Using a slot without firing a signal from that function?



  • I am trying to implement something in my program where the user inputs a number into a QLineEdit box that specifies a frame buffer size. Once they hit Enter or leave the box, the program checks if previous frame buffer has been saved before resizing to the new value. This is done by checking for editingFinished(). That signal is connected to the function that asks the user whether they want to save the old data, discard it, or "cancel" and pretend they never tried to change anything. But the text is already changed in the QLineEdit box and I want to revert it to what it was previously. I have that previous value stored already and wanted to just use setText() to the old value if the user hits "cancel" and then exit out of the function entirely. However, when I use setText(), it fires off editingFinished() again, basically starting an infinite loop if I keep hitting "cancel". Is there any way to set the text in the QLineEdit box without firing off editingFinished()?

    My current solution is very inelegant. I basically have a variable I keep track of. If the user hits "cancel", the variable gets flipped to TRUE and when the program tries to go back to the same function again, it just skips over the whole thing. Basically:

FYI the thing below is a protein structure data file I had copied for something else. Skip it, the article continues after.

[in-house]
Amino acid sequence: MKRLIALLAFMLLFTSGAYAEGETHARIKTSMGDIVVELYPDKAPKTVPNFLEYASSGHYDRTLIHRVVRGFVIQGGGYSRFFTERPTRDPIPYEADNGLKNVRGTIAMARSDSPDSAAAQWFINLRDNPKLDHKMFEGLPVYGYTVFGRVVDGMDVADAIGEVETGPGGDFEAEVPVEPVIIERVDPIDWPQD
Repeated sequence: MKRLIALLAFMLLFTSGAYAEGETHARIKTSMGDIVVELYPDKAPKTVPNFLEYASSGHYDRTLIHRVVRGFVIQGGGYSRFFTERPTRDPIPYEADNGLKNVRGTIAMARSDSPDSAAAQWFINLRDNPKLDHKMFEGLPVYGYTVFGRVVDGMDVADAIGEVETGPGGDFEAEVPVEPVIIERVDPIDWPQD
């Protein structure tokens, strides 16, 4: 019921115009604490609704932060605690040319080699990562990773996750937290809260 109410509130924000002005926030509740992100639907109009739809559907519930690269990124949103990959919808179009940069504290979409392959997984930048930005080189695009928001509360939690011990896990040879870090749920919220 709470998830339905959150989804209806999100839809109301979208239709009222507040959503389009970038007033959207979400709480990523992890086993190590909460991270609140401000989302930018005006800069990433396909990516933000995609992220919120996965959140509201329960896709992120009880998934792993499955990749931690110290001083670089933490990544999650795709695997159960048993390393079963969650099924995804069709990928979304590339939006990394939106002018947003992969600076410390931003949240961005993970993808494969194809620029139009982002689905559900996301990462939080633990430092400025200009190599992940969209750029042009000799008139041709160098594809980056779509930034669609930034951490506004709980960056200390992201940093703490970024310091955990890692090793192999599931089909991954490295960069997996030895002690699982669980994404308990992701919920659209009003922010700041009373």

@if(!var)
    {
    //switch statement
    case "cancel":
    var = TRUE;
    ui->lineEdit.setText("blah");
    return;
    }else
    {
    var = FALSE;
    }@

    So the code goes into the "cancel" section of the switch statement, sets var to TRUE, fires off editingFinished(), which makes the code go to the function again, but this time sees var = TRUE, so it goes to the other part of the if/else and just resets var.

    This happens very fast and all, but I can't help but feel it's a poor solution and there should be a better one out there.

    Help? :(


  • Moderators

    Did you see that there is an "undo functionality":http://doc.qt.nokia.com/4.7/qlineedit.html#undo available?
    That seems to be what you are looking for. Unfortunately there is not a lot of documentation, what is really does.


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